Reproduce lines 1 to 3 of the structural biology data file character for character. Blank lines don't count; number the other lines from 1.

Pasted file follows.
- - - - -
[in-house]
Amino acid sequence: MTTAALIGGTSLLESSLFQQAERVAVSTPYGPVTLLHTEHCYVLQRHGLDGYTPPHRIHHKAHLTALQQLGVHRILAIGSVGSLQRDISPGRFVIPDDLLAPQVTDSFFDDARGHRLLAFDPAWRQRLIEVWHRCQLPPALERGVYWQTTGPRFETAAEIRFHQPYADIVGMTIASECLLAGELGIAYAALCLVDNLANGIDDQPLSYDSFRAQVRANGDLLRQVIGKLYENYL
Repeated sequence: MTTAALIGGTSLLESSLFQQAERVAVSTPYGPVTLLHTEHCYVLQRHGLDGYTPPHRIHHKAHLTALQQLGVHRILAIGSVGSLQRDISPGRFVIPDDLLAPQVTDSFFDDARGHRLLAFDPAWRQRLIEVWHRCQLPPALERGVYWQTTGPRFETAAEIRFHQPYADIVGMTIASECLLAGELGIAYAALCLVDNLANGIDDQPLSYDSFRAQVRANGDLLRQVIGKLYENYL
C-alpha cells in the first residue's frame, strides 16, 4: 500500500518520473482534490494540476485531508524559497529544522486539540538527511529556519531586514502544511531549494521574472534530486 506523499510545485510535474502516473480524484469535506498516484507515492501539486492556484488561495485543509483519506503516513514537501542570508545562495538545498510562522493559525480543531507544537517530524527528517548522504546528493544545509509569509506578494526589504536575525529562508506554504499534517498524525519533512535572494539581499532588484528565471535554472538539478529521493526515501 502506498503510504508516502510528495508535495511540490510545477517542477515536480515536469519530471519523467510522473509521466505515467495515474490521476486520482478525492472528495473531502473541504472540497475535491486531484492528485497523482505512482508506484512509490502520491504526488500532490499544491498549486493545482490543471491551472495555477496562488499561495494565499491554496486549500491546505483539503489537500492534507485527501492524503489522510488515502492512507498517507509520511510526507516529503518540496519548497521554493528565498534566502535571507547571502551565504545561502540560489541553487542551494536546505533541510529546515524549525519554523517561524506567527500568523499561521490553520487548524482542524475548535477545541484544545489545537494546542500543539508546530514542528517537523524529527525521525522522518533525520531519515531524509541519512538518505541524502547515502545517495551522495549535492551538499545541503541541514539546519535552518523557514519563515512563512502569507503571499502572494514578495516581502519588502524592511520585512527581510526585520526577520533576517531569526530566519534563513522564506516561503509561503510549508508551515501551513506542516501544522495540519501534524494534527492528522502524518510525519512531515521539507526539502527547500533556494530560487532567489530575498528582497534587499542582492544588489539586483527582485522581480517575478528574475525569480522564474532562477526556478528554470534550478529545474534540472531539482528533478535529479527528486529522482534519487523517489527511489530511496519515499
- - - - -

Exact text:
[in-house]
Amino acid sequence: MTTAALIGGTSLLESSLFQQAERVAVSTPYGPVTLLHTEHCYVLQRHGLDGYTPPHRIHHKAHLTALQQLGVHRILAIGSVGSLQRDISPGRFVIPDDLLAPQVTDSFFDDARGHRLLAFDPAWRQRLIEVWHRCQLPPALERGVYWQTTGPRFETAAEIRFHQPYADIVGMTIASECLLAGELGIAYAALCLVDNLANGIDDQPLSYDSFRAQVRANGDLLRQVIGKLYENYL
Repeated sequence: MTTAALIGGTSLLESSLFQQAERVAVSTPYGPVTLLHTEHCYVLQRHGLDGYTPPHRIHHKAHLTALQQLGVHRILAIGSVGSLQRDISPGRFVIPDDLLAPQVTDSFFDDARGHRLLAFDPAWRQRLIEVWHRCQLPPALERGVYWQTTGPRFETAAEIRFHQPYADIVGMTIASECLLAGELGIAYAALCLVDNLANGIDDQPLSYDSFRAQVRANGDLLRQVIGKLYENYL